AMG Resoources Corp. v. Wooster Motor Ways, Inc. and WMW Logistics, Inc., 2019 WL 192900 (D. NJ 2019)
Wooster Motor Ways, Inc. (“Wooster”) and WMW logistics (“WMW”) are commonly owned and operated out of the same address, the former operating as a motor carrier and the latter as a freight broker. WMW’s longstanding shipper customer, scrap metal dealer AMG Resources, frequently would call WMW to arrange transit of its cargo, but no master contract governed the parties’ relationship. Out of 92 loads WMW booked for AMG, Wooster transported only one, and AMG never requested that Wooster provide its transportation services.
WMW posted an AMG cargo of copper wire on a load board which an apparent motor carrier identified as “MKD” accepted for transport. AMG prepared the bill of lading, and off went MKD with the cargo never to be seen again. AMG brought suit against Wooster and WMW in New Jersey state court alleging Carmack, contract and tort claims. The defendants removed the action to the U.S. District Court for the District of New Jersey. On cross motions for summary judgment, the court dismissed plaintiff’s claims.
A transportation service provider’s status as broker or carrier isn’t determined by how it labels itself, and confusion often arises when a single entity wears both broker and carrier hats. But here the entities were legally separate, and it was clear AMG didn’t understand either WMW or Wooster to be its carrier. AMG itself prepared the bill of lading naming MKD as its carrier, and it could point to no course of dealing whereby it requested or thought it was receiving carrier services by Wooster. Master brokerage agreements frequently impose liability terms, but none existed here. On these grounds, AMG’s Carmack and contract claims were dismissed. The court saw no need to address AMG’s negligence claims, finding FAAAA preemption.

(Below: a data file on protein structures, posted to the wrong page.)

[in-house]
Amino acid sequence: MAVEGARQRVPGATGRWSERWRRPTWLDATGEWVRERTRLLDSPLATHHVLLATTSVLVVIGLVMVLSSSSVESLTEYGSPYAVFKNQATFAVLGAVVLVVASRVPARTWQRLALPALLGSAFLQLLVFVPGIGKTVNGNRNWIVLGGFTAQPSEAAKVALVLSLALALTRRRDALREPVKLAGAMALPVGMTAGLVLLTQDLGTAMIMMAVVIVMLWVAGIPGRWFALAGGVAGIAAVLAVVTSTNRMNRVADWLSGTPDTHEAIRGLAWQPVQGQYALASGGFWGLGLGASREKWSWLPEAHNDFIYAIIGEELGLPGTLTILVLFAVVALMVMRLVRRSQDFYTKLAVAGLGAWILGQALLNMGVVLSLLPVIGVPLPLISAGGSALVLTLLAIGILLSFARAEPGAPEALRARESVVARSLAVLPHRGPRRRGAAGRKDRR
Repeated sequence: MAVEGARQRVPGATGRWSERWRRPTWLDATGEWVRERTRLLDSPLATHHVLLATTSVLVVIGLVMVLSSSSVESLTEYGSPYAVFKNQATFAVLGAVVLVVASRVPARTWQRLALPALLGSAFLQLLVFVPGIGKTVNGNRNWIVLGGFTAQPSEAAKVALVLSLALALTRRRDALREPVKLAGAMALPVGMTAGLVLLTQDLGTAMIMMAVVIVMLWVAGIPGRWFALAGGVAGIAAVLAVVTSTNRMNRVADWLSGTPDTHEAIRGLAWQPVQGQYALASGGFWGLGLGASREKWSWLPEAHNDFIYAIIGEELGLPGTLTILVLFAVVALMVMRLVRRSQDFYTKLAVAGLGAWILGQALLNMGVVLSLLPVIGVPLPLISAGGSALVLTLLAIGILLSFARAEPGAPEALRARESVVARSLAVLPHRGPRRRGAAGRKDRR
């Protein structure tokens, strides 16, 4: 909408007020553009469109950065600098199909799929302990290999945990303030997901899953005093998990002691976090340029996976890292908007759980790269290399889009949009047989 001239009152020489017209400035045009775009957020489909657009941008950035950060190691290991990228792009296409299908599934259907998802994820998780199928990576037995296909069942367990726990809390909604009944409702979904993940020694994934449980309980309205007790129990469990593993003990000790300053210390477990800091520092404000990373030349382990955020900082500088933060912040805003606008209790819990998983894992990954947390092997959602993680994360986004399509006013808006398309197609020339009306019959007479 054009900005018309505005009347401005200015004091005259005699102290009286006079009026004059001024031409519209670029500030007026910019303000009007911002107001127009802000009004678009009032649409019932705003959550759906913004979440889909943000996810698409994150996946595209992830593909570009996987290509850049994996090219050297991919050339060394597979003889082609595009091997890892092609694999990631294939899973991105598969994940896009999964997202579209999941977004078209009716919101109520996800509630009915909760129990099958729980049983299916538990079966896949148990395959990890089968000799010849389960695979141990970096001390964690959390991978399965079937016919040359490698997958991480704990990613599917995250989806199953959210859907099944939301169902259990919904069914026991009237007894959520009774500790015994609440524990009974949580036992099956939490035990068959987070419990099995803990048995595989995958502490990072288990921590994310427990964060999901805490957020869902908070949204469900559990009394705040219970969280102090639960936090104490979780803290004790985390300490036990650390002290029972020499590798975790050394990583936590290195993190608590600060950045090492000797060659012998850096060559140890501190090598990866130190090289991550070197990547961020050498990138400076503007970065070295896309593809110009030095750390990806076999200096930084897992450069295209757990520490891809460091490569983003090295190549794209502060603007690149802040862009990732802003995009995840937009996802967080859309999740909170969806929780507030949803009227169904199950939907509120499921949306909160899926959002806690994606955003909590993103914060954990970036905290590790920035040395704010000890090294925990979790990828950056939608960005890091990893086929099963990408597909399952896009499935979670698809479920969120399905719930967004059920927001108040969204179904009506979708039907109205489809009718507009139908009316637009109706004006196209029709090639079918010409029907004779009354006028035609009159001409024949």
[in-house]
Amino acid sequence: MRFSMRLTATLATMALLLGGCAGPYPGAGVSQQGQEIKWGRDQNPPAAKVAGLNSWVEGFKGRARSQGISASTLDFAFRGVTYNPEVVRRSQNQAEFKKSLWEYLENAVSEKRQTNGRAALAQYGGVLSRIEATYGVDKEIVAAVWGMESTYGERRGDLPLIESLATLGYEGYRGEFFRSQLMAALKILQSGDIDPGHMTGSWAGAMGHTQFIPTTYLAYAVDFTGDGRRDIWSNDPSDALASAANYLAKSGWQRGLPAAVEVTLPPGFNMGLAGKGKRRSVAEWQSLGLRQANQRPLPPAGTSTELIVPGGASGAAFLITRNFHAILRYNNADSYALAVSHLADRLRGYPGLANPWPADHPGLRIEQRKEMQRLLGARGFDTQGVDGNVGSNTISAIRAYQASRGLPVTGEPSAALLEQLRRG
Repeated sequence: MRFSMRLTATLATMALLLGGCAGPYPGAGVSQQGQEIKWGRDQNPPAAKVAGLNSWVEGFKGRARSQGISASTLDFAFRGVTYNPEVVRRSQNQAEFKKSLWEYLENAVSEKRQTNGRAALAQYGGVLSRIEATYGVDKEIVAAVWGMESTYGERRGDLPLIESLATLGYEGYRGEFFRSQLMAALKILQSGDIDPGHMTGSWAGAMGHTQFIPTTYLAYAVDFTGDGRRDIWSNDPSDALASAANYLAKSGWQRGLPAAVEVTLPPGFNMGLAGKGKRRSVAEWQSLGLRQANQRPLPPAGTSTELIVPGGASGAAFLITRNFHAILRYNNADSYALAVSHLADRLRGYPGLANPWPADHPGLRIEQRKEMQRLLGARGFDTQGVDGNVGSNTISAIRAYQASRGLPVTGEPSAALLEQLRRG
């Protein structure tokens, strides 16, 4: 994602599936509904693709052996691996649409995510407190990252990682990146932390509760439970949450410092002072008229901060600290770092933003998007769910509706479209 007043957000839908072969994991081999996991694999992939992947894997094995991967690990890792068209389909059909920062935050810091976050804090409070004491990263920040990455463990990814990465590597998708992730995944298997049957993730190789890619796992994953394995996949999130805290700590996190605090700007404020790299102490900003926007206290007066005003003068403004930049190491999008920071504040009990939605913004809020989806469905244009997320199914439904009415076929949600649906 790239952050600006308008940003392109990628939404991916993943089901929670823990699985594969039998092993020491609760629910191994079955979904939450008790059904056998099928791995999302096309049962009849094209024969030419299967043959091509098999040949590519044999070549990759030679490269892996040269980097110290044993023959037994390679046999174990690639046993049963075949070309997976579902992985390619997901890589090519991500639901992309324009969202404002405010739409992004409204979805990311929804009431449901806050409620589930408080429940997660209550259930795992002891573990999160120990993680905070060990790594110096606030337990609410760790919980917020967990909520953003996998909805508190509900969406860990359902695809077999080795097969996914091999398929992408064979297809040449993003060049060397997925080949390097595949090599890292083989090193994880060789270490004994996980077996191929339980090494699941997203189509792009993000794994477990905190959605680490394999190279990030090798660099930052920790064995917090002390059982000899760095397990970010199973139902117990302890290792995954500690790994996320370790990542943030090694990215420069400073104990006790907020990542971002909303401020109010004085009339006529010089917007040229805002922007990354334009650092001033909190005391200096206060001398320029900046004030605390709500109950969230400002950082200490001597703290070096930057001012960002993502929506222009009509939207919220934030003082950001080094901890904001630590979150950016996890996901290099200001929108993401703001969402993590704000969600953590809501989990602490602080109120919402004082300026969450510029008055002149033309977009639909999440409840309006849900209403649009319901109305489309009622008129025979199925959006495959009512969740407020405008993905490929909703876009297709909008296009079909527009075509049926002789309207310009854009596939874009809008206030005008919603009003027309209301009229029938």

Gilley v. C.H. Robinson Worldwide, et al., 2019 WL 1410902 (S.D. W Vir 2019)
Cases are going every which way on this issue, and here’s the first of two that won’t let a broker off the hook on an accident claim. Freight Broker C.H. Robinson Worldwide booked shipper Big Valley Foods’ load with motor carrier J&TS Transport Express for transit from Pennsylvania to North Carolina. J&TS’s driver was involved in an accident that, tragically, caused the deaths of the entire Gilley family. The truck’s brakes allegedly weren’t properly maintained.
The Gilleys’ estate alleged the basis for C.H. Robinson’s liability as negligent selection of J&TS, as the trucker hadn’t yet been FMCSA rated. That’s generally not a basis for an insufficient vetting claim, at least not in the case law. There was no suggestion C.H. Robinson directed or controlled the carrier’s operations, other than Gilley’s unsupported assertion that the broker had the right to do so.
In response to C.H. Robinson’s motion to dismiss based on FAAAA preemption, the U.S. District Court for the Southern District of West Virginia analyzed case law going this way and that (including an earlier one against C.H. Robinson), noting that the Supreme Court and federal courts of appeal have yet to rule. It found there was no preemption for personal injury claims mainly because FAAAA preemption applies only to claims that “relate to” a broker’s services (how this one doesn’t, we don’t learn). The court also found that FAAAA’s “safety exception,” which does preserve state rights to promulgate and enforce law related to safety, applies. It’s time for a higher court to rule on this…